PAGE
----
Whether or not Anthony Perkins drew on his own experiences as a closeted homosexual living in a time when homosexuality was still illegal, in order to play the role of Norman Bates is unclear, and I also do not want to make potentially harmful or hurtful assumptions. But what is clear, is that Anthony understood the need to be subtle about this duality. There is nothing obvious about Norman’s madness in the film. He seems perfectly agreeable, even likeable. The only scene in which his potential for mental instability is hinted at before the final shocking reveal is the one in which he and Marion talk about his mother, and he utters the famous lines of “A boy’s best friend is his mother” and “We all go a little mad sometimes”. But this also a scene that is better “decoded” with the benefit of hindsight. As a first time viewer, there is something distinctly unsettling in the exchange, but nothing too strange, and that is why the next scene, in which Marion is murdered in the shower is so shocking. And that is also why as a first time viewer, when you hear Norman tearfully demanding what his mother has done, you believe that his mother has committed the murder, and not Norman.

There are those who will claim that they saw the twist coming, but I am hard pressed to believe them. Anthony’s performance is a masterstroke in subtlety. When PI Arbogast comes to investigate Marion’s disappearance at the behest of her sister, Lila, the viewer is firmly led to believe that Norman is not covering up his own crimes, but his mother’s. The way in which he leans over the hotel register is very disconcerting, and you know there is danger in this place, but there is no way of knowing that Norman is the one to eventually dispatch Arbogast.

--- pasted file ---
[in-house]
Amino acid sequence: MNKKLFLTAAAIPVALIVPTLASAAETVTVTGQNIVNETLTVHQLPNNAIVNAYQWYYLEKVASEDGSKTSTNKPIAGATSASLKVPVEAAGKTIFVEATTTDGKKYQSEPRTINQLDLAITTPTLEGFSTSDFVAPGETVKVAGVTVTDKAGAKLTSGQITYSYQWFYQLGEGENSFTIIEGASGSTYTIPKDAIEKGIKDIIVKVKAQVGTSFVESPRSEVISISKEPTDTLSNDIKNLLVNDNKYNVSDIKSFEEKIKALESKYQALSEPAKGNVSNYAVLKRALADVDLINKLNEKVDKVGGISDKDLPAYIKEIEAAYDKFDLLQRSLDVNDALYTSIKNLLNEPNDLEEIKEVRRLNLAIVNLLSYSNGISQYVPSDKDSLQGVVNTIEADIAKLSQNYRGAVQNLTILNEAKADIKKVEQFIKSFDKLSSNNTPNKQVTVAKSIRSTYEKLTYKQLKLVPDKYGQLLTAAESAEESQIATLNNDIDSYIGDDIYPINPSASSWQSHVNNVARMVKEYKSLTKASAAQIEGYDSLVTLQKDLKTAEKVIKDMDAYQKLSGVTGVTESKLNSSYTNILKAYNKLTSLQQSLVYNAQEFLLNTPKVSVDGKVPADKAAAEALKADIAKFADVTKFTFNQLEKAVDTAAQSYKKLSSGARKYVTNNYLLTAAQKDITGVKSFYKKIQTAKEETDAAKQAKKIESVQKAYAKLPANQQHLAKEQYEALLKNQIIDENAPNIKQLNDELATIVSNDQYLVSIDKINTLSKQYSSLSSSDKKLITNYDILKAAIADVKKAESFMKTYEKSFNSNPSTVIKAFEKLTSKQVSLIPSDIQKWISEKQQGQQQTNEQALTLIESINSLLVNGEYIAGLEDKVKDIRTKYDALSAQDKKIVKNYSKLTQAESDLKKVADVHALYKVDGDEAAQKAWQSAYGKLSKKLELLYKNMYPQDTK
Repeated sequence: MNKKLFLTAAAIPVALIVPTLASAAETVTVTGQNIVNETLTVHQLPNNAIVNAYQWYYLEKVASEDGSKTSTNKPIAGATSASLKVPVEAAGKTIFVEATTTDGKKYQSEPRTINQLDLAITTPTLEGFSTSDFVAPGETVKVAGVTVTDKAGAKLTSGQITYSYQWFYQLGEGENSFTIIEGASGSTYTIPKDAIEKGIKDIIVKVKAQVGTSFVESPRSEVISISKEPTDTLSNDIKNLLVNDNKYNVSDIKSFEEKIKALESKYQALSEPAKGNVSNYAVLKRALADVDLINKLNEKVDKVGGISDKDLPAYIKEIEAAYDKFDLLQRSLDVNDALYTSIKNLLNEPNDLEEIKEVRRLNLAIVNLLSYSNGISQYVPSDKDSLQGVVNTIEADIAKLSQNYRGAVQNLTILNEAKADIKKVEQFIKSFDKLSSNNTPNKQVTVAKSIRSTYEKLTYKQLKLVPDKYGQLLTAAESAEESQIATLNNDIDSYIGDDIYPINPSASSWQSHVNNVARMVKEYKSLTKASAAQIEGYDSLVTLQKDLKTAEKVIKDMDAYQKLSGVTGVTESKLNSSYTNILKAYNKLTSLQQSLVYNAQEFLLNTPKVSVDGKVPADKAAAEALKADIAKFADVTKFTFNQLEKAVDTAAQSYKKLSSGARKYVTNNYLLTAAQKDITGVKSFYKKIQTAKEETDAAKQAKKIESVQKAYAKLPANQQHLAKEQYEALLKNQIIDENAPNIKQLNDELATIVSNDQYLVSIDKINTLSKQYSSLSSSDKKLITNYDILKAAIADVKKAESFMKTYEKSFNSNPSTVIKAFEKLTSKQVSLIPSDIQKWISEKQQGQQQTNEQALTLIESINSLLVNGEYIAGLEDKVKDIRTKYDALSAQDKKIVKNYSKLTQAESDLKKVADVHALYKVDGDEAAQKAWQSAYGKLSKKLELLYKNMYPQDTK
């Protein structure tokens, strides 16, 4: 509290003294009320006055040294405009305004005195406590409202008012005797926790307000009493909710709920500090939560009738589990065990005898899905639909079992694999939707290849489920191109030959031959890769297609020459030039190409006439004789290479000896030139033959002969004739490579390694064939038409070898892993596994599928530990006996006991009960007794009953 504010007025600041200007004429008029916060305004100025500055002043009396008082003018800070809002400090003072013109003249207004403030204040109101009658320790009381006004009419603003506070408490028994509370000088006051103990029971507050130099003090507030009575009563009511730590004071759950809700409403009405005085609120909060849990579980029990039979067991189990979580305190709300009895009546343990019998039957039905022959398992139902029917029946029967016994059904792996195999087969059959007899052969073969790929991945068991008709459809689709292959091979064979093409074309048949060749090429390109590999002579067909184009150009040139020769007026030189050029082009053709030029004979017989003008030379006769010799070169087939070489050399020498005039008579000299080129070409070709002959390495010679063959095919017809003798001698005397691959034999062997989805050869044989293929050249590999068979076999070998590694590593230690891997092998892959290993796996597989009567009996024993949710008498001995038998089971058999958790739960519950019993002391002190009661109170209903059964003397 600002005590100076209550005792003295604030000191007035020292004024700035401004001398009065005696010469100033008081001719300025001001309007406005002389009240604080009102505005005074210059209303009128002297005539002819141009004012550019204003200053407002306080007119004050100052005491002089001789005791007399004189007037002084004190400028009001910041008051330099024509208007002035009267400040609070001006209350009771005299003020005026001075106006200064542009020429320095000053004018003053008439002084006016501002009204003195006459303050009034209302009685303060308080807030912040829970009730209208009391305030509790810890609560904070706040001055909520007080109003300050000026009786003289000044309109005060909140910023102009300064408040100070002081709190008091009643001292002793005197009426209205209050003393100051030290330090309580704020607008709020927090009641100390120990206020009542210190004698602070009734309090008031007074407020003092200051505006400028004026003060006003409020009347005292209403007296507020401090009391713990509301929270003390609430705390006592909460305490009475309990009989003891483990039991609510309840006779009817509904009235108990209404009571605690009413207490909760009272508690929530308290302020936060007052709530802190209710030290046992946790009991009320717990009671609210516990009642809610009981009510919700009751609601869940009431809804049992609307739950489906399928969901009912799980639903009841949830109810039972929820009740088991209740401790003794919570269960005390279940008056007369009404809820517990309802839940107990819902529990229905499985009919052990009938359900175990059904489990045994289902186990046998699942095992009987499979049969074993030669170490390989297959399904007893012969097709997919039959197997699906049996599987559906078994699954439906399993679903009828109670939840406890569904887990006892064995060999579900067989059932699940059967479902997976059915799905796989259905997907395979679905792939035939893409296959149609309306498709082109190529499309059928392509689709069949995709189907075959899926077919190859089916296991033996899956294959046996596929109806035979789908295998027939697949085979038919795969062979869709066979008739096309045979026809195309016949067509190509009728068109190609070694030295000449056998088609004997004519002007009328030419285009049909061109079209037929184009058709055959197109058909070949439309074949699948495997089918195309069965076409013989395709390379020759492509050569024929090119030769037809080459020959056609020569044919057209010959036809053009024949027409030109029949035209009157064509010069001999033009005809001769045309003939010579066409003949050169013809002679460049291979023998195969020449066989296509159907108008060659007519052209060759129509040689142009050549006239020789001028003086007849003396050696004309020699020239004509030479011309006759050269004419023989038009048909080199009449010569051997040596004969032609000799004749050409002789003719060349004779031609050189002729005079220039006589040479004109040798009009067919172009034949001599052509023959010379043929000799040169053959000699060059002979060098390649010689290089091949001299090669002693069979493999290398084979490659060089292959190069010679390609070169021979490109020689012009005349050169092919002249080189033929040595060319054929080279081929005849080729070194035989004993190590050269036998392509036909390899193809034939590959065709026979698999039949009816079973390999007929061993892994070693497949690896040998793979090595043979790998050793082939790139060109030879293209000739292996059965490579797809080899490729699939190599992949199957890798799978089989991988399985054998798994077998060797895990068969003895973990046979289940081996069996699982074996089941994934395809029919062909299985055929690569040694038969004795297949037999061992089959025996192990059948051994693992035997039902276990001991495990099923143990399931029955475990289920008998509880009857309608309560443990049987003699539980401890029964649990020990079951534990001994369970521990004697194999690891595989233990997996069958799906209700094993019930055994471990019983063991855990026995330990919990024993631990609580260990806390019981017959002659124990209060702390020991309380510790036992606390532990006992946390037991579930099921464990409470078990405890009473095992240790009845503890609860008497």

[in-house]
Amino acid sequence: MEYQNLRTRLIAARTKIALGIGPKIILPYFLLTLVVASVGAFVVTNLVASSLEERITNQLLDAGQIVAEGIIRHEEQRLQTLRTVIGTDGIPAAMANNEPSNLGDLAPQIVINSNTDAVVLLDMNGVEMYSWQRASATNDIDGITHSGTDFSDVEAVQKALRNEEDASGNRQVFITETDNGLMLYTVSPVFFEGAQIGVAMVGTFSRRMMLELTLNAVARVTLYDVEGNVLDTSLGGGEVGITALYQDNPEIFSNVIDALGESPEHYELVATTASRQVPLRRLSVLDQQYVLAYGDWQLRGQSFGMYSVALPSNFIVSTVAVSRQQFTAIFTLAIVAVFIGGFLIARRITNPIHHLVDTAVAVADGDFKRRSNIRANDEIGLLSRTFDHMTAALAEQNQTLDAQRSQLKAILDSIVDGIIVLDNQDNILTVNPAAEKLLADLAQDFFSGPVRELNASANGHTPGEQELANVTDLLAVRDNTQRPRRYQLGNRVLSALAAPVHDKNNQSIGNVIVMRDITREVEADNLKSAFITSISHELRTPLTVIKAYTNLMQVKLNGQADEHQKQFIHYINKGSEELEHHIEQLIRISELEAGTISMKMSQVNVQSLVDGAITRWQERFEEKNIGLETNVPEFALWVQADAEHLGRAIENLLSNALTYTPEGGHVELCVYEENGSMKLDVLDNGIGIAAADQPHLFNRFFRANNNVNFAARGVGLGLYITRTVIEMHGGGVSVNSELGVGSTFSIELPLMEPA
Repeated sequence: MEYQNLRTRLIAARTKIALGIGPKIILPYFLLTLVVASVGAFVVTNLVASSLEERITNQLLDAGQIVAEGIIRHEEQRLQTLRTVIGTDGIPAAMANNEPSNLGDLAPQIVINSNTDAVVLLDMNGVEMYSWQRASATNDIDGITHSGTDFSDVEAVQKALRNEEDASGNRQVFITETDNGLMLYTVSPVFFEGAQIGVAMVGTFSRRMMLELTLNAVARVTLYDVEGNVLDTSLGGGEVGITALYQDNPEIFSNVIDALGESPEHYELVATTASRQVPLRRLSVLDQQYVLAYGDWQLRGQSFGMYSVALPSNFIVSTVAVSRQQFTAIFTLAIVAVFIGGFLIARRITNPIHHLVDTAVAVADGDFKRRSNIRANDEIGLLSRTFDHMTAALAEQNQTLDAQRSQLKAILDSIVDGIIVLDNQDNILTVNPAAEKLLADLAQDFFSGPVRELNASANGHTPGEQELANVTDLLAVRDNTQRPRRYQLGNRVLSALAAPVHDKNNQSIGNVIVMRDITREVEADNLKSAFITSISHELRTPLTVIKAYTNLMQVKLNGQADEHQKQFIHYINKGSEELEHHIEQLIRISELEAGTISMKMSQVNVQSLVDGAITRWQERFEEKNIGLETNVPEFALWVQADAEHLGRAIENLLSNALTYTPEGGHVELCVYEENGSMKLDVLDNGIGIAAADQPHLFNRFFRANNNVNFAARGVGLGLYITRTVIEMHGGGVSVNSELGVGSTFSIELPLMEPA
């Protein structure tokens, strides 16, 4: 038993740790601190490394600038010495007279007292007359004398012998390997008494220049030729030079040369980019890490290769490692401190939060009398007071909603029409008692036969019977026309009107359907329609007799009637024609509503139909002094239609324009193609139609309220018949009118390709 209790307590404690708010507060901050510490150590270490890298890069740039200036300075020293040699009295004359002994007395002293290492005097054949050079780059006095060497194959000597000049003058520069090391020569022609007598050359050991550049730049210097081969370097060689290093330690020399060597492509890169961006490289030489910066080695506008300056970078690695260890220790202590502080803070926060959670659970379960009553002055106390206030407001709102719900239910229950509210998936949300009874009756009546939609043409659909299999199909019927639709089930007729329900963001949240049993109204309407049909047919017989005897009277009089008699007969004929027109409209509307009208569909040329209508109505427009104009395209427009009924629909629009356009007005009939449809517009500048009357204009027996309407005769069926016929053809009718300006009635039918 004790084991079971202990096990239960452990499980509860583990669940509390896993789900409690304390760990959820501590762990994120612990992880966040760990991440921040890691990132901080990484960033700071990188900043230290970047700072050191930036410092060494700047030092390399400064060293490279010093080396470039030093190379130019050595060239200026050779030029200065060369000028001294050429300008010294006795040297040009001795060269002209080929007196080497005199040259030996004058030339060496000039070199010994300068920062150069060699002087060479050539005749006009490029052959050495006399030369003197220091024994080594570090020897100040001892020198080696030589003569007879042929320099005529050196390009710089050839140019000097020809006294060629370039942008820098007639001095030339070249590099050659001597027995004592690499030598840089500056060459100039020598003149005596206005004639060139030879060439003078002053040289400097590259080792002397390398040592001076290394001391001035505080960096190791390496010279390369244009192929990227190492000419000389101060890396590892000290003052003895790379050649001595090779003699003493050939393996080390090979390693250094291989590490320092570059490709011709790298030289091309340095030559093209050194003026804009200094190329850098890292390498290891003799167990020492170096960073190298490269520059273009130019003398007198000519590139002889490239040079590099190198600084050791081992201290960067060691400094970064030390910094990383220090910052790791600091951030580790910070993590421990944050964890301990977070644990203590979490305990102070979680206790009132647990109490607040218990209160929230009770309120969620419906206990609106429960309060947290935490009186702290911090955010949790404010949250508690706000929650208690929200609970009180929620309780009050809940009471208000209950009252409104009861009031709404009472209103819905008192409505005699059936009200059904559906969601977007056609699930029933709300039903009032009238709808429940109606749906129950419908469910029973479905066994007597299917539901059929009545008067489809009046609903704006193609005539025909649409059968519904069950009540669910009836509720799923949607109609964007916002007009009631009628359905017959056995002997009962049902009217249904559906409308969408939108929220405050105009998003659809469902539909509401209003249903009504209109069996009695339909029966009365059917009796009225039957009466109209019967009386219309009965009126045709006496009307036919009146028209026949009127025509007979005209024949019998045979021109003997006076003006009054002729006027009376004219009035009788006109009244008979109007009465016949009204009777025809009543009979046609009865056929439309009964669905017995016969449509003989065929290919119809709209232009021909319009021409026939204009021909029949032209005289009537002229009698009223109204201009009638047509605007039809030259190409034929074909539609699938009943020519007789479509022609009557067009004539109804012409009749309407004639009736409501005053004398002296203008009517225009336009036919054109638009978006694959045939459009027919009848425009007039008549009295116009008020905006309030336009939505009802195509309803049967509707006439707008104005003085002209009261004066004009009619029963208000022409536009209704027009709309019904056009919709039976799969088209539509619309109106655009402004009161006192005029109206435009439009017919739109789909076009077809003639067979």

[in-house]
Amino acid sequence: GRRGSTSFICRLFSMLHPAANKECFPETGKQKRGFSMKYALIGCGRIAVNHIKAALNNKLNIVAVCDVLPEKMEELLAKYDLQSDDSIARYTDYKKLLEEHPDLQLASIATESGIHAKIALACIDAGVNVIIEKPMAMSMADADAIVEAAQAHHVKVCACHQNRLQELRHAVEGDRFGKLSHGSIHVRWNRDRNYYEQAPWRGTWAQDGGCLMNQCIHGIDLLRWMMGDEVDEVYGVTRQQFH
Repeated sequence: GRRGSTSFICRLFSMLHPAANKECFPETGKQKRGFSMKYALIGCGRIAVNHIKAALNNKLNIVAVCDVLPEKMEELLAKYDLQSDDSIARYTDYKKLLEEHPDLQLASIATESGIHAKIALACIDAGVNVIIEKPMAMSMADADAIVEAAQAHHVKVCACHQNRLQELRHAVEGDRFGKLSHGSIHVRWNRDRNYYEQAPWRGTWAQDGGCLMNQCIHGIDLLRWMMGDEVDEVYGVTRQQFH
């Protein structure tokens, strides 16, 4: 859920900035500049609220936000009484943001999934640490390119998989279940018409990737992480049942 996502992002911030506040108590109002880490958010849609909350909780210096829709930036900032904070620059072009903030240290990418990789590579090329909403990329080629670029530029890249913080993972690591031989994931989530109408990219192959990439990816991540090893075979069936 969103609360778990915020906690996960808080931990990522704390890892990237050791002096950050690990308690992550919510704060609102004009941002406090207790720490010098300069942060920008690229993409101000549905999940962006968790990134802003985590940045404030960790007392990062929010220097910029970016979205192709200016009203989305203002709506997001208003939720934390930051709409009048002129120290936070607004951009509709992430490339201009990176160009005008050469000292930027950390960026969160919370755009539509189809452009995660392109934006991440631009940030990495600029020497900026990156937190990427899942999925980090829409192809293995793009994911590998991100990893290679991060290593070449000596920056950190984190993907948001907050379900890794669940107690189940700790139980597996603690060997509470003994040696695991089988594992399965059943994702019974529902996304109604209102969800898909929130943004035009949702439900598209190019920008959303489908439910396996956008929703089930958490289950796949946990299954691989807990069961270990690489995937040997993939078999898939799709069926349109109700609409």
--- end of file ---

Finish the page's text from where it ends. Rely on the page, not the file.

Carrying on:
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Norman’s habit of chewing candy corn was “an example of Perkins’ improvisation[51] Another boyish habit that both endears the character to the viewer and also adds to the slight uneasiness that is felt every time Norman is on the screen. Upon subsequent viewings of the film, this becomes a signature of Norman’s dual personality. He is still the childlike young man with a taste for a childhood confection, while also being the morbidly lonely one who has the inescapable urge to kill due to sexual neurosis, caused by an unhealthily dependent relationship with his mother during his formative years.